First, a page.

Monday, 25 March 2013

First Shot at my New Job

Teaching a Lesson at Viewlands

Going back to visit my primary school, almost six years after I left, seemed at first like a journey back in time, with many familiar faces welcoming me back as if I'd only been gone for the weekend. On my way across I eyed up the little forest of saplings behind the hockey pitch of Perth Academy, and remembered that I helped to plant those trees whilst in my last year at Viewlands. I've grown a lot since then but if it were a race the trees would be winning. Once inside, the corridors seemed an awful lot smaller, the ceilings a lot lower, but there was still the same atmosphere of business, the same clatter of voices and plates in the lunch hall.

After my visit last term to talk to the whole school about my Guyana project, the children took part in a dress down day and managed to raise over a hundred pounds for Project Trust to go towards my fundraising total. I hoped I could thank the school for this fantastic contribution in some way, and it just so happened that the P7 teachers had already come up with the perfect idea. Seeing as their pupils were studying the rainforests in class, I was given the opportunity to teach a lesson on the geography of Guyana and link it to what they had been learning. This would also be good practise for me at being charge of a class of children, something that will effectively be my job for most of next year.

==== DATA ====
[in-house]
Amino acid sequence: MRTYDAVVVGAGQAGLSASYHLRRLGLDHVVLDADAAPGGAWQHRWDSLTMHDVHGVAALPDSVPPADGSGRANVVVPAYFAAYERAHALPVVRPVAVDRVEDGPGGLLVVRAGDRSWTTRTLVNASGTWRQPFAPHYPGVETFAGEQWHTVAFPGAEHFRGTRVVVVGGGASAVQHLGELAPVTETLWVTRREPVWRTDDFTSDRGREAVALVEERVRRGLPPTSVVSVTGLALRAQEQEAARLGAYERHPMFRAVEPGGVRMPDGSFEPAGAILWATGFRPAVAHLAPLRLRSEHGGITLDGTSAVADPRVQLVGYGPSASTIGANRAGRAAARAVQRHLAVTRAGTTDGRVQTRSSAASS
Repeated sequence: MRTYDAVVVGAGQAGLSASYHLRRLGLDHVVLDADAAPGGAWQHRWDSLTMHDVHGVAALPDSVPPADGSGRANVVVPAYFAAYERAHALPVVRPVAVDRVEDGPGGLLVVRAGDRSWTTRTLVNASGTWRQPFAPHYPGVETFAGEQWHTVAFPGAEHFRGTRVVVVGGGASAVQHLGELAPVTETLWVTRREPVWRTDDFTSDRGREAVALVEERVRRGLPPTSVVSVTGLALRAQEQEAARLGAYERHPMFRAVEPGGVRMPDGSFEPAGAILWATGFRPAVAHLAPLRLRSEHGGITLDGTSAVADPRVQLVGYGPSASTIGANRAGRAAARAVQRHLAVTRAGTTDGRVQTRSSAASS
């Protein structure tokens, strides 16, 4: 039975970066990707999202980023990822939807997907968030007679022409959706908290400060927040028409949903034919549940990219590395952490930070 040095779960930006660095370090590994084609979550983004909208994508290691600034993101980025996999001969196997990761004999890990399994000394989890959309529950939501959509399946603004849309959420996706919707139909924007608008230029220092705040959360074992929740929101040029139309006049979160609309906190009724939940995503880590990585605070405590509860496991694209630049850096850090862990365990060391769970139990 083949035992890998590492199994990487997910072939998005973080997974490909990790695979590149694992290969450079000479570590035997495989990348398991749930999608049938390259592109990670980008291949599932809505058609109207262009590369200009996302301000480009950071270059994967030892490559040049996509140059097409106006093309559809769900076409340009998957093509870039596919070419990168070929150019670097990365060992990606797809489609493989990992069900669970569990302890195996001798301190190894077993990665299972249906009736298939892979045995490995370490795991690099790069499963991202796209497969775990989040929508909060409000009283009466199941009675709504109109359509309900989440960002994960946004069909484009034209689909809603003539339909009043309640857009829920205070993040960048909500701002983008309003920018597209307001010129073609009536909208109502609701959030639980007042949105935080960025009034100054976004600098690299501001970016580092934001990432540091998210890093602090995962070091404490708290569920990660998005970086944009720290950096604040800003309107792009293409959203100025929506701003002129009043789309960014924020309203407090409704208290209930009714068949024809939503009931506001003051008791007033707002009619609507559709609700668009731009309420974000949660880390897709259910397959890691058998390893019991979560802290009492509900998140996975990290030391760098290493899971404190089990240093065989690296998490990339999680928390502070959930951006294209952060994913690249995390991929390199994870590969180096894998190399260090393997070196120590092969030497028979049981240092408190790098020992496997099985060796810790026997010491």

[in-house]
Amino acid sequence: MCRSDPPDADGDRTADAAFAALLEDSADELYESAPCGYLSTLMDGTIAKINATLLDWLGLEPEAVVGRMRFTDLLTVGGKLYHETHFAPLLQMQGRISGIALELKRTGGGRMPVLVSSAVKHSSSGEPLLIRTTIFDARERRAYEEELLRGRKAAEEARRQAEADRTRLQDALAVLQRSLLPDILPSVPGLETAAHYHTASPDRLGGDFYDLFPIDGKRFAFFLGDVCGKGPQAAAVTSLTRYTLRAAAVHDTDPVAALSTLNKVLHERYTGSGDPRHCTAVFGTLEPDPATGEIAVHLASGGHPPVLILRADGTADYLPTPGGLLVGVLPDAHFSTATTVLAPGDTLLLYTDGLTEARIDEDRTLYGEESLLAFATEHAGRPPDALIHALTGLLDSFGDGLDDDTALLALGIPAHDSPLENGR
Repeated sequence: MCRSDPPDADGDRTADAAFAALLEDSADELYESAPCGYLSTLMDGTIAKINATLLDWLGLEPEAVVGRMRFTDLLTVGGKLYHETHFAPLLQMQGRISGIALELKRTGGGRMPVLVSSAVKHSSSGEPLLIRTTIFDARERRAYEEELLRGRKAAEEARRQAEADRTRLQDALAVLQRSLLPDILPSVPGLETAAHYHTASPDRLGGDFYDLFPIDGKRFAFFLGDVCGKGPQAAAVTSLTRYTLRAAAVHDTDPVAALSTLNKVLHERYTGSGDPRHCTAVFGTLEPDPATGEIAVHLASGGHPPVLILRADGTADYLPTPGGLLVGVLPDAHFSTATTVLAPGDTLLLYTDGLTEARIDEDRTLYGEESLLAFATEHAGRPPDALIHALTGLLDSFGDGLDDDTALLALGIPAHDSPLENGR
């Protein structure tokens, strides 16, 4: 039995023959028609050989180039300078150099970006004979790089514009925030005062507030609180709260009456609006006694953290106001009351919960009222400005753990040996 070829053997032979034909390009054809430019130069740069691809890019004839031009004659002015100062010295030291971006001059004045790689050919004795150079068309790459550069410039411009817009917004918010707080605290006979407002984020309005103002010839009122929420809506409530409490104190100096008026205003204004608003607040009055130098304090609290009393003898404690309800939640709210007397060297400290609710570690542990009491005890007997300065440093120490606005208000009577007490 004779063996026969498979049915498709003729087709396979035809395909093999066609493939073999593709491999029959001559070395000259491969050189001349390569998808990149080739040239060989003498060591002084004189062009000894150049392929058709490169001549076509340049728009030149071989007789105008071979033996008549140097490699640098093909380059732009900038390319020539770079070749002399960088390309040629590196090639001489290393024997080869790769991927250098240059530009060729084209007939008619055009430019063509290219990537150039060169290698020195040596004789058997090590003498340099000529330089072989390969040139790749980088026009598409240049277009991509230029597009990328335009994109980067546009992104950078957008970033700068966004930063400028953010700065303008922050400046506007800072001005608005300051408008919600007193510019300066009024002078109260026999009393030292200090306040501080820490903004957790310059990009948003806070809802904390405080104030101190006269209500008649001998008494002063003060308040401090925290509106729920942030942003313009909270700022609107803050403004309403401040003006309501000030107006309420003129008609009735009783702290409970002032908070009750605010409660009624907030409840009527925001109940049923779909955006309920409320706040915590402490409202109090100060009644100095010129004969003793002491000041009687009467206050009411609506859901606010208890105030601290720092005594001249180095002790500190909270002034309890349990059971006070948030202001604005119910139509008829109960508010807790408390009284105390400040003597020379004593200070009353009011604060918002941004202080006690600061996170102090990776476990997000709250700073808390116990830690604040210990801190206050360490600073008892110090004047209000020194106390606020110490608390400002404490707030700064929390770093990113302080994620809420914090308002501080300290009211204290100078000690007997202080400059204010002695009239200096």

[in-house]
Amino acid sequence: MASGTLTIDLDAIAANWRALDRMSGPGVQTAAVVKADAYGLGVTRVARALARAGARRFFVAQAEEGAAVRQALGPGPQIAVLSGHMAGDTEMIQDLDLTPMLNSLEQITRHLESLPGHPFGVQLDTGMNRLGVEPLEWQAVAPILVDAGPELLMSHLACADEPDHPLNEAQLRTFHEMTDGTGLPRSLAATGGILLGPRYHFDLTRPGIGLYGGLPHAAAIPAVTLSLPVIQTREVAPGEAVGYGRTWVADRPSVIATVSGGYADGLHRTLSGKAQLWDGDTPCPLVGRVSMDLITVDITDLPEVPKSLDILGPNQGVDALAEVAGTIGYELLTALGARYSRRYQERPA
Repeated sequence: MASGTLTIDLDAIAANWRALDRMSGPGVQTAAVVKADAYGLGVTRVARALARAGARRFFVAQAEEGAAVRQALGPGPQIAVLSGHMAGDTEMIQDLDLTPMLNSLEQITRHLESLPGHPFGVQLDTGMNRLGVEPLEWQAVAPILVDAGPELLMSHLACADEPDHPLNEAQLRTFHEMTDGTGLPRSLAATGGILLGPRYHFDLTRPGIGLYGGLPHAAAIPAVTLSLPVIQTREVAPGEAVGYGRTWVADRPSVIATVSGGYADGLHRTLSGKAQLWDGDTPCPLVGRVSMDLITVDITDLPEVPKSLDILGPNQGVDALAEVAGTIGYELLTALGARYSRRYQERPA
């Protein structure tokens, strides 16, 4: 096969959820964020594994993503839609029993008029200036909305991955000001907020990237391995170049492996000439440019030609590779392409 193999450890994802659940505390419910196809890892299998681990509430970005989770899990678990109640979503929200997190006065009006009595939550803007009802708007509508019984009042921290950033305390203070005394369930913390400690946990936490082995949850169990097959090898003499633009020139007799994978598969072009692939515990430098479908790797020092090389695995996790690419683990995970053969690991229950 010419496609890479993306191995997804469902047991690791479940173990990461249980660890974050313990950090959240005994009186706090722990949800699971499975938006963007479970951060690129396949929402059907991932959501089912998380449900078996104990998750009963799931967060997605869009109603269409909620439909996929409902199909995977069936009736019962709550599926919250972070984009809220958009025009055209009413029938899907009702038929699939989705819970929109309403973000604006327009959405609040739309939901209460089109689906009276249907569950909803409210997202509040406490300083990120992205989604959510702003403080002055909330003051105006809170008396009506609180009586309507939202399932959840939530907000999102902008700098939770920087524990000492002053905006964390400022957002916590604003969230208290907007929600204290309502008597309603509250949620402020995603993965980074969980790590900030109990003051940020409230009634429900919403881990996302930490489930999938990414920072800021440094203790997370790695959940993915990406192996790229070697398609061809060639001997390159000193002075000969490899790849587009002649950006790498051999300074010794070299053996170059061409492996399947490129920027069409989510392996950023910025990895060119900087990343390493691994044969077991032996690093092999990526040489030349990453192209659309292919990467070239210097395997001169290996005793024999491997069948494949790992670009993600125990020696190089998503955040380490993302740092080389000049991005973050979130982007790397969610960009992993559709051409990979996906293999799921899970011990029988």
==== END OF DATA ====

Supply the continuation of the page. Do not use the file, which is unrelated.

It turned out that the children knew a lot more about rainforests than I did, so I left that part of the lesson for them to teach me, and after a bit of map-work locating Guyana, I focussed on a couple of ideas they will soon be meeting in secondary school geography; population density and climate. You may be interested to see what they discovered: 

Population Density of Guyana = 3.5 people/km2
Population Density of UK = 256 people/km2

If this seems like a huge difference already, try taking into account the fact that 90% of Guyana's population lives along the coastal strip (10% of the land), leaving a very sparsely populated interior indeed. In the lesson we discussed the various reasons for this.

I was incredibly impressed by the willingness of the P7 classes to learn and participate in the lesson, with bucketfuls of enthusiasm, thoughtful answers, interested questions and respect. It was really this that made my visit a success, as well as the generous support from Mrs Gellatly and Mrs Oliver who photocopied my worksheets and ensured I had everything I needed for the lesson.

Thank you so much to the teachers and pupils for a rewarding and encouraging teaching experience. I hope to be back, perhaps with a bit more first hand knowledge of the rainforest for you next time!